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Vandalia Capital II, LLC v. The Woods Development, LLC

United States District Court, S.D. West Virginia, Charleston

March 9, 2018



          John T. Copenhaver, Jr. United States District Judge.

         Pending is a motion to intervene, filed by third-party movant, United Bank, successor-by-merger to United Bank, Inc., on December 15, 2017.

         I. Background

         This action was brought by Vandalia Capital II, LLC (“Vandalia”) against defendants The Woods Development, LLC (“Woods”), formerly known as IB Development, LLC; Base Group Investments, Inc. (“Base Group”); and Michael L. Sealy on April 14, 2017. Defendant Sealy filed for personal bankruptcy, and an automatic stay was issued for all matters related to him pursuant to 11 U.S.C. § 362(a). See Notice of Bankruptcy by Michael L. Sealy, filed June 8, 2017, ECF No. 19. Count I of the First Amended Complaint applied only to defendants Woods and Base Group, while counts II and III applied only to defendant Sealy. See First Amended Complaint at pp. 9, 15, 18.

         On August 25, 2017, the Clerk entered default against defendants Woods and Base Group as to Count I of the First Amended Complaint pursuant to Federal Rule of Civil Procedure 55(a). See ECF No. 29. Vandalia moved for default judgment on September 29, 2017, and the court subsequently held five hearings on the matter. See ECF Nos. 35, 38, 39, 40, 43, 44. At the first of these hearings, held October 13, 2017, Julia A. Chinchek appeared for United Bank and stated the bank's interest in what was then a proposed agreed order. After being provided a copy of the proposed agreed order, Ms. Chinchek, by hand delivery to the court, stated that United Bank “does not see anything on the face of the [proposed agreed order] (excluding the incorporated complaint) that characterizes or otherwise pertains to The Woods Development's or the underlying guarantors' obligations to it. Therefore, United Bank . . . does not have an opinion about the [proposed agreed order].”

         Ultimately, the parties could not agree upon the terms of the proposed agreed order, and Vandalia prepared and tendered the default judgment order that was entered by the court on November 17, 2017. See Judgment and Order, ECF No. 45. Accordingly, the case was closed that same day. Id. The judgment and order that was entered was substantially different from the proposed agreed order that Ms. Chinchek had reviewed and to which she saw no problem with respect to United Bank. “[W]ithout any record, Vandalia submitted a proposed default judgment order that contained dozens of findings of fact and conclusions of law” many of which “were irrelevant to the substantive claims in Vandalia's complaint and to the relief Vandalia sought from this court.” Reply at 3. United Bank had no notice of Vandalia's proposed order and was given no opportunity to seek review of the document prior to its entry.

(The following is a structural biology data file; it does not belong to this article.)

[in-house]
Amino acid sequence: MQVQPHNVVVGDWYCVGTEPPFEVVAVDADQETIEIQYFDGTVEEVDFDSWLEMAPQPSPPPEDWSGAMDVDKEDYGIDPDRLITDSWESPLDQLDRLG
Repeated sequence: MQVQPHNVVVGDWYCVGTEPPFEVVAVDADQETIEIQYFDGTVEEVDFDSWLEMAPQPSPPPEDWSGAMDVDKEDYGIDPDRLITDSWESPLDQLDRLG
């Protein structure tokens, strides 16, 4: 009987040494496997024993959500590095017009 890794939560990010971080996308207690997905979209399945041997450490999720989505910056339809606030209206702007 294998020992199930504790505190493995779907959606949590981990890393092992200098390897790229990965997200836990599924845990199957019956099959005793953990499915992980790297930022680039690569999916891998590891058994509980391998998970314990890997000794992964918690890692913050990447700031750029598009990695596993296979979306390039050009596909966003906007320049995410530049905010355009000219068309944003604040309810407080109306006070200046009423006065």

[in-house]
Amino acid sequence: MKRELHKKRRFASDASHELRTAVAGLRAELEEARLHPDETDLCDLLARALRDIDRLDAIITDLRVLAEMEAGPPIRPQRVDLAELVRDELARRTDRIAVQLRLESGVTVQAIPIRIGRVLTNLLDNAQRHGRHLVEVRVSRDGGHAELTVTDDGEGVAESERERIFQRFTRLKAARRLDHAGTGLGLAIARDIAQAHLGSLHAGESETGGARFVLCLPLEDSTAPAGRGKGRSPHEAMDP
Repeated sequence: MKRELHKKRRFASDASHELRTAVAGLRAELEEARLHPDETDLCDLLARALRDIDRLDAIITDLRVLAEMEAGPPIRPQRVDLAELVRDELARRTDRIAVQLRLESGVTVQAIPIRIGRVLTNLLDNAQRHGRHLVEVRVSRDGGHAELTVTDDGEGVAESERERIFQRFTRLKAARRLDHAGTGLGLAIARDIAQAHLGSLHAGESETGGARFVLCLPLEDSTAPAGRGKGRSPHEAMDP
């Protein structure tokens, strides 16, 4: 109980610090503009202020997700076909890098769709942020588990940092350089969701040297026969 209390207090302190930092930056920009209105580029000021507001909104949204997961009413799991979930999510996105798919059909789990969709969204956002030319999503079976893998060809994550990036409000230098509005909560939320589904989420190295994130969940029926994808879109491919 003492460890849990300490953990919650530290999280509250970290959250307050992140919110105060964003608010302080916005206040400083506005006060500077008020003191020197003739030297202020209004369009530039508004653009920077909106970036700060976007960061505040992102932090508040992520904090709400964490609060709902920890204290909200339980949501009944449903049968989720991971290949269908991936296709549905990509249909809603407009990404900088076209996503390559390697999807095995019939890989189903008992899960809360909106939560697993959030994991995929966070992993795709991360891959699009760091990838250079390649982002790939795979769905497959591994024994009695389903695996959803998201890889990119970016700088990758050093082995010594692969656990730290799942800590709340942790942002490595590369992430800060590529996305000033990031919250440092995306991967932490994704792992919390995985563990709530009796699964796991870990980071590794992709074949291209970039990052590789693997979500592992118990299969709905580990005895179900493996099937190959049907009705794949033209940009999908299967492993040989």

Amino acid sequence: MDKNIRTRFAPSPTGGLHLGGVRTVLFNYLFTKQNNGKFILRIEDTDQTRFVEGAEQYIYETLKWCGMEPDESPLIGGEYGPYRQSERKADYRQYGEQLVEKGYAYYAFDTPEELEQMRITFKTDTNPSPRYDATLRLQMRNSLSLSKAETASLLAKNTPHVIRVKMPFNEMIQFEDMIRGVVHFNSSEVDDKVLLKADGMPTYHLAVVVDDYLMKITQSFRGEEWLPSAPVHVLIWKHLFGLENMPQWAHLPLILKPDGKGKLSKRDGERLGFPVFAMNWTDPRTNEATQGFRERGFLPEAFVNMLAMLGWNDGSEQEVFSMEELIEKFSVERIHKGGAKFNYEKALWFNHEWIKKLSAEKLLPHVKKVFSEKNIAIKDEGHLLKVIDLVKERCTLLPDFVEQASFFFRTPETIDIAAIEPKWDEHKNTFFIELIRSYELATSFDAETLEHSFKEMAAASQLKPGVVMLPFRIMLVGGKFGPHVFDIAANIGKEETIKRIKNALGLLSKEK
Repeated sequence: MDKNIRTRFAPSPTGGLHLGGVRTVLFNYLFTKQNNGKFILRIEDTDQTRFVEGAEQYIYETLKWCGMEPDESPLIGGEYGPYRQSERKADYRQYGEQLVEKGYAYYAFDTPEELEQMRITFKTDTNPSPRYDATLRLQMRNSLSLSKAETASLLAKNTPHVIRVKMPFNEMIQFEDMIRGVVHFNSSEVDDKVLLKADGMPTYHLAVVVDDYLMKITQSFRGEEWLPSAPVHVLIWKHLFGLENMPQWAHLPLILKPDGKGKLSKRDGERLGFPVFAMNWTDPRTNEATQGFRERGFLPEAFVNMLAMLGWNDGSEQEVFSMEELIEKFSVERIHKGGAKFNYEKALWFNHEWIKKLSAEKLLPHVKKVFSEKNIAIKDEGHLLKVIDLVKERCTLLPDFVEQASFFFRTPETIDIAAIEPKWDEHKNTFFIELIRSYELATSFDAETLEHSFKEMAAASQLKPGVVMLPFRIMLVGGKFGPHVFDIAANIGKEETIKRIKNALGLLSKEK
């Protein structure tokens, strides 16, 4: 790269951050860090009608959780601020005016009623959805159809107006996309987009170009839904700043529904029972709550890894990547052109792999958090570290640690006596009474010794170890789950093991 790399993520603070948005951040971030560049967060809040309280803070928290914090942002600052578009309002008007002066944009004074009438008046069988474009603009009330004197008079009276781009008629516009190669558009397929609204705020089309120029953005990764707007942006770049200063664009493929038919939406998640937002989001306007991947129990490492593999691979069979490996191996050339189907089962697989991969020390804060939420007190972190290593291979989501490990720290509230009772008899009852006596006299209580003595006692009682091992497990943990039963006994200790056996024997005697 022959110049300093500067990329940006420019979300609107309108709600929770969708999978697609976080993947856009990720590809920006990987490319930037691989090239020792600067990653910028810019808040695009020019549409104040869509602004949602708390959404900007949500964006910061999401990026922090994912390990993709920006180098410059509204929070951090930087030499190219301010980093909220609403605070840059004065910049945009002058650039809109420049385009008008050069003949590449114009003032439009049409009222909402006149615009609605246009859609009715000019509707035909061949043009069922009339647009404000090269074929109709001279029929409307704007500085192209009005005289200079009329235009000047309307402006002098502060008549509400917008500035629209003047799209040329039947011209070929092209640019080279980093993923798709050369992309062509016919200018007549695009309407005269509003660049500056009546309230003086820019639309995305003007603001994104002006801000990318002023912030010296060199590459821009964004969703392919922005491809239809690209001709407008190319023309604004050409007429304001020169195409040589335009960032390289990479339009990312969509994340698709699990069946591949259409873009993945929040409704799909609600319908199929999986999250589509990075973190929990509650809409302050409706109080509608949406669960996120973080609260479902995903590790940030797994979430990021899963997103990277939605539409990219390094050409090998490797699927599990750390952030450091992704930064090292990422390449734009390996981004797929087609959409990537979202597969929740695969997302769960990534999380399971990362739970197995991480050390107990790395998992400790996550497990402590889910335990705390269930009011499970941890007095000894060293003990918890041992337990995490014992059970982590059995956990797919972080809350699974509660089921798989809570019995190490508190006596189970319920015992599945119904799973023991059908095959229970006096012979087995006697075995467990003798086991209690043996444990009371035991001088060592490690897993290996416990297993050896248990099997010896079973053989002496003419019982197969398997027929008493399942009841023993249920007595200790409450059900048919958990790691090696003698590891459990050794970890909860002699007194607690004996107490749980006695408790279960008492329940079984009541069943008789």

Movant United Bank now “seeks to intervene in this action for the limited purpose of protecting its interests with respect to its loan, related instruments, and collateral, ” which, it asserts, is implicated in the judgment and order entered November 17, 2017. Mot. Intervene at 1. United Bank, Inc. made a loan to Woods in the original principal amount of $28, 212, 594.00. Mem. Supp. Mot. Intervene at 2. If permitted to intervene, United Bank wishes to file a motion to reconsider, asking the court to vacate the previously entered judgment and order and enter an amended version proposed by United Bank. Id. at 1-2. Vandalia filed a response in opposition to the motion to intervene on December 29, 2017.

         II. Legal Standard

         Intervention is governed by Federal Rule of Civil Procedure 24, which allows for intervention as of right. It provides, in pertinent part:

(a) Intervention of Right. On timely motion, the court must permit anyone to intervene who: . . .
(2) claims an interest relating to the property or transaction that is the subject of the action, and is so situated that disposing of the action may as a practical matter impair or impede the movant's ability to protect its interest, unless existing parties adequately represent that interest.

Fed. R. Civ. P. 24(a)(2). To intervene as a matter of right under Rule 24(a), a movant must satisfy all four of the following requirements: (1) the application must be timely, (2) the movant must have an interest in the subject matter sufficient to merit intervention, (3) the denial of intervention would impair or impede the applicant's ability to protect its interest, and (4) the movant's interest is not adequately represented by the existing parties to the litigation. See Fed.R.Civ.P. 24(a); Houston General Ins. Co. v. Moore, 193 F.3d 838, 839 (4th Cir. 1999).

         Timeliness is of special consideration in granting or denying a motion to intervene, and wide discretion is given to the district court in determining what qualifies as a Rule 24 “timely motion.” Gould v. Alleco, Inc.,883 F.2d 281, 286 (4th Cir. 1989) (citing NAACP v. New York,413 U.S. 345, 365-66 (1973); Brink v. DaLesio, F.2d 420, 428 (4th Cir. 1981)). In determining timeliness, “[a] reviewing court should look at how far the suit has progressed, the prejudice which delay might cause other parties, and the reason for the tardiness in ...

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